The Scotland internationalist saw his hopes of a career-defining January transfer dashed last month when he suffered damage to a cruciate knee ligament during Hearts’ 4-0 win over Kilmarnock.
With surgery and a gruelling rehabilitation schedule required, Paterson – who was being tracked by a host of English clubs including Derby County and reportedly West Ham United – faces another nine months on the sidelines.
To complicate matters, the 22-year-old’s deal with Hearts expires in June, meaning he is faced with the dilemma of whether to sign a new contract with the capital club and work his way back to fitness, or take a leap of faith that an English club will still snap him up despite his injury woes.
As far as Sandison is concerned, the decision is an obvious one.
“I think it would make sense to stay here for at least another year and get himself back to where he was rather than take the gamble,” said the 51-year-old, speaking as he promoted Hearts Legends’ charity football match against the Army Legends at Oriam training centre on 5 March. “If it was me I would stay with my club to try and get myself fit again.
“A year isn’t the end of the world for him. This is the worst time in the world to get this injury. I really do feel for him. It is a step back. However, the medical team here will help him come back, I have no doubt about that, and hopefully they will help him get back even stronger.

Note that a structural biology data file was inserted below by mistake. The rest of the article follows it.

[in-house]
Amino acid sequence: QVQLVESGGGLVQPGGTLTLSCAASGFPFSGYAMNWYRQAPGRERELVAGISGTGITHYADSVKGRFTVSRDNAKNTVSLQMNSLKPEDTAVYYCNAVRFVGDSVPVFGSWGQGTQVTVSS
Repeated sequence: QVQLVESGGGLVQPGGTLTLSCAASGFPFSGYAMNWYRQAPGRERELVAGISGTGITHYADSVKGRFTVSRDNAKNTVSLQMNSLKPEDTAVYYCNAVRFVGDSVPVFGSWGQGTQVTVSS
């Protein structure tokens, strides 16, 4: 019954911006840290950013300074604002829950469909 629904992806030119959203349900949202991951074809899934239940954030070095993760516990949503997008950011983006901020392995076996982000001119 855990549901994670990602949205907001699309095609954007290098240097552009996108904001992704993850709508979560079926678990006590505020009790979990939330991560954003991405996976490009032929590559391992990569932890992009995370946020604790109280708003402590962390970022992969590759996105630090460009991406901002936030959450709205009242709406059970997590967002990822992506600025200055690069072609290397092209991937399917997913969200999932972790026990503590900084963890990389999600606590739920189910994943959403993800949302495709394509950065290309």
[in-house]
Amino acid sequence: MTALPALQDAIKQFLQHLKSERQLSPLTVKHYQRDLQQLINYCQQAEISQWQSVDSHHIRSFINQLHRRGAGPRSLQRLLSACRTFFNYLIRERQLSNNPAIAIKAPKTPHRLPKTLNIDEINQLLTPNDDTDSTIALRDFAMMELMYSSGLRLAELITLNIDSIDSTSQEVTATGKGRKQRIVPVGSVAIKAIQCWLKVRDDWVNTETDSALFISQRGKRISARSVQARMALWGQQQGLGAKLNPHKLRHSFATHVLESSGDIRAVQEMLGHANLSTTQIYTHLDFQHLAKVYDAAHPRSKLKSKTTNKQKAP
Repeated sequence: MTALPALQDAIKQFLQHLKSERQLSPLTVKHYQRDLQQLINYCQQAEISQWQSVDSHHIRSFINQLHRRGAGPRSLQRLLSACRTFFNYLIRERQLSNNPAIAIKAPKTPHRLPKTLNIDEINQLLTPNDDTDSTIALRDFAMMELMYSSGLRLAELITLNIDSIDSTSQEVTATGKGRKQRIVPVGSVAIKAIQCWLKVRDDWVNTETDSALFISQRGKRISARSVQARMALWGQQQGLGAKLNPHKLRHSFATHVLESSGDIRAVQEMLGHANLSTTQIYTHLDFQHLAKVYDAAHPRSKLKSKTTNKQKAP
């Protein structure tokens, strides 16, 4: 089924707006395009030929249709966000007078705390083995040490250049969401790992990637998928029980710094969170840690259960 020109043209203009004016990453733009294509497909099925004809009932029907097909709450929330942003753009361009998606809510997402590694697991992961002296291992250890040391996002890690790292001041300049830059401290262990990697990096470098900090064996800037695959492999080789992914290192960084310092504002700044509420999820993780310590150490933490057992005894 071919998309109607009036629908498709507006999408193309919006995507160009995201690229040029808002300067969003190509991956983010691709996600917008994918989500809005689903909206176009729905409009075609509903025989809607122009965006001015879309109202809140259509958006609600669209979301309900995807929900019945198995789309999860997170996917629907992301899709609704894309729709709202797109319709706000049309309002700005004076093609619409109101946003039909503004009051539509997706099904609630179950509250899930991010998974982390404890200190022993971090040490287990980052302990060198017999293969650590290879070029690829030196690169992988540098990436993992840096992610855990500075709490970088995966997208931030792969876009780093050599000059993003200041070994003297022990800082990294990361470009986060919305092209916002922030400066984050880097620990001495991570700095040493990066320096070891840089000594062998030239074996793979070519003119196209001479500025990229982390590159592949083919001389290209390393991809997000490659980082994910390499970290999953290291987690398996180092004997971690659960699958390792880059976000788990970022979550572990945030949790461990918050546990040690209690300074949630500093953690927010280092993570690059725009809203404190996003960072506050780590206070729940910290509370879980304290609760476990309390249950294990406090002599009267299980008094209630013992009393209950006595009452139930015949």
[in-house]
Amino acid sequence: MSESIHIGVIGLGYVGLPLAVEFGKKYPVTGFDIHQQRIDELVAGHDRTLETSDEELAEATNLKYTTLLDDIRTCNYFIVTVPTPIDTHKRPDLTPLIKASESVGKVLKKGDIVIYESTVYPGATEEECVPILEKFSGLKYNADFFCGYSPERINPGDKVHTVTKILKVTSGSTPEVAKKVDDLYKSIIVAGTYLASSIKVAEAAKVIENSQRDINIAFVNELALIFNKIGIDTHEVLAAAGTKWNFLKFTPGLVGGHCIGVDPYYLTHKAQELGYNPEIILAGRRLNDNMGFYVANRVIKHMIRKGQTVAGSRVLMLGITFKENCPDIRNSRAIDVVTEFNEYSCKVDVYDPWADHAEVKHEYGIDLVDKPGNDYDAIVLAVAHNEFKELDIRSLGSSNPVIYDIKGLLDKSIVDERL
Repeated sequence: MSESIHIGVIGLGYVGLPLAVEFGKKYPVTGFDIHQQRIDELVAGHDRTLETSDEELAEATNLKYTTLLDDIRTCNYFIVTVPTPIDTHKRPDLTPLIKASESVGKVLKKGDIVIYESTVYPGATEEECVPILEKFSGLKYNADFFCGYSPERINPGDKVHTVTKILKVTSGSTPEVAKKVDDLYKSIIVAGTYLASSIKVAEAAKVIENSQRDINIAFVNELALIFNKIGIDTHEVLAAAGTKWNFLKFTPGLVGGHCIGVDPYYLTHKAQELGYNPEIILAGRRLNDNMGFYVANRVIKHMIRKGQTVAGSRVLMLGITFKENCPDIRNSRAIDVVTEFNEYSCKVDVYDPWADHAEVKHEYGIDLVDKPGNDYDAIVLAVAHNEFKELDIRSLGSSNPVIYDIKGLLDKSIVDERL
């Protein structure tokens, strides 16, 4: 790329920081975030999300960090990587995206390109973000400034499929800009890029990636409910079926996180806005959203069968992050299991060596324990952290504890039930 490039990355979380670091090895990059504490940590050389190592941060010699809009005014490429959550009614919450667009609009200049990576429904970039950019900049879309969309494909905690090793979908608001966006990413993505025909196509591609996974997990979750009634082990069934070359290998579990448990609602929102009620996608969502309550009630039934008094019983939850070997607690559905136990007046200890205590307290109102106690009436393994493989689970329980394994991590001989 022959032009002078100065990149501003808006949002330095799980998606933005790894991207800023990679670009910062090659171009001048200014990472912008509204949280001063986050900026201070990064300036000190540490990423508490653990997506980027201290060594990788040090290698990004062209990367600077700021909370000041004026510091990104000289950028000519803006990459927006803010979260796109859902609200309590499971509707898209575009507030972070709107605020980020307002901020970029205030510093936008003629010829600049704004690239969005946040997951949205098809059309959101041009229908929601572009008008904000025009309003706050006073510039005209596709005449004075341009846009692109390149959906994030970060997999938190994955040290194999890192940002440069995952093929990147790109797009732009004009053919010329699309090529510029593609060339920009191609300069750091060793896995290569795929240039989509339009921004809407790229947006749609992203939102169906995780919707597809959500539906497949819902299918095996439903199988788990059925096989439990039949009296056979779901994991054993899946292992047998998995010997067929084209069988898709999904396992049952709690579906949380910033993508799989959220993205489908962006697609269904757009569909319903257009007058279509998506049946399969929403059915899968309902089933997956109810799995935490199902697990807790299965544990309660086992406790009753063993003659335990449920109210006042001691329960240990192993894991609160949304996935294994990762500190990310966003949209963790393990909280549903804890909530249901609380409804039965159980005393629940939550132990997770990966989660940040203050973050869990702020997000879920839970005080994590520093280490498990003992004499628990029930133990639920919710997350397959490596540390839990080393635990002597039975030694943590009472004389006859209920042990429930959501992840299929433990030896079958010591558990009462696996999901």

“Does Callum chap on Hearts’ door, do they chap on his? I would have thought the club would come to him. But they might be thinking ‘it’s maybe for you to come to us’. All the bargaining power is on Hearts’ side now.”
Should a club swoop for Paterson in the summer, Hearts will be due £380,000 in compensation and Sandison has his doubts whether any manager – even in the cash-rich world south of the border – would take that punt.
Sandison, drawing a parallel, recalls how current Hearts director of football Craig Levein was plagued by knee complaints, ultimately forcing him to retire from the game at a tearful press conference in 1997, aged just 30.
“I don’t know if a club would take him with that injury,” said Sandison, inset, who played for Hearts in the 1980s. “The big boys had been watching him and there would have been a couple of good offers, but with this injury they will now think: ‘hang on a minute’.
“I don’t think you can hand him a three or four-year deal and hope the injury will completely go. I wouldn’t be happy as a manager trying to buy Callum, just hoping he will come back. He might not.
“I hope he will and he probably will, but you just never know. I go back to Craig Levein, who had the same kind of injury. There are all sorts of question marks that might just put big buyers off at the moment.
“If you want to go to a new club you want to be going in there feeling good about yourself, you don’t want to go in and head straight to the treatment table. It would be better for him to get back to his levels here, in a surrounding he is comfortable with, where he is well respected, and then ask the question again next year.
“If he gets himself back up to his levels again and I have no doubt they’ll come back in for him.”
Paterson’s injury was untimely for all parties. The gifted full-back had his heart set on a move down south, the Jambos were ready to pocket around £1 million and head coach Ian Cathro had already ear-marked potential areas where that windfall could be spent this month.
“Both parties would have been pleased if he had left this month,” continued Sandison. “Hearts would have gotten a decent amount of money and he would have been able to progress his career.
“So I really feel bad for him. There is nothing worse than a big injury like that, at that moment in time.”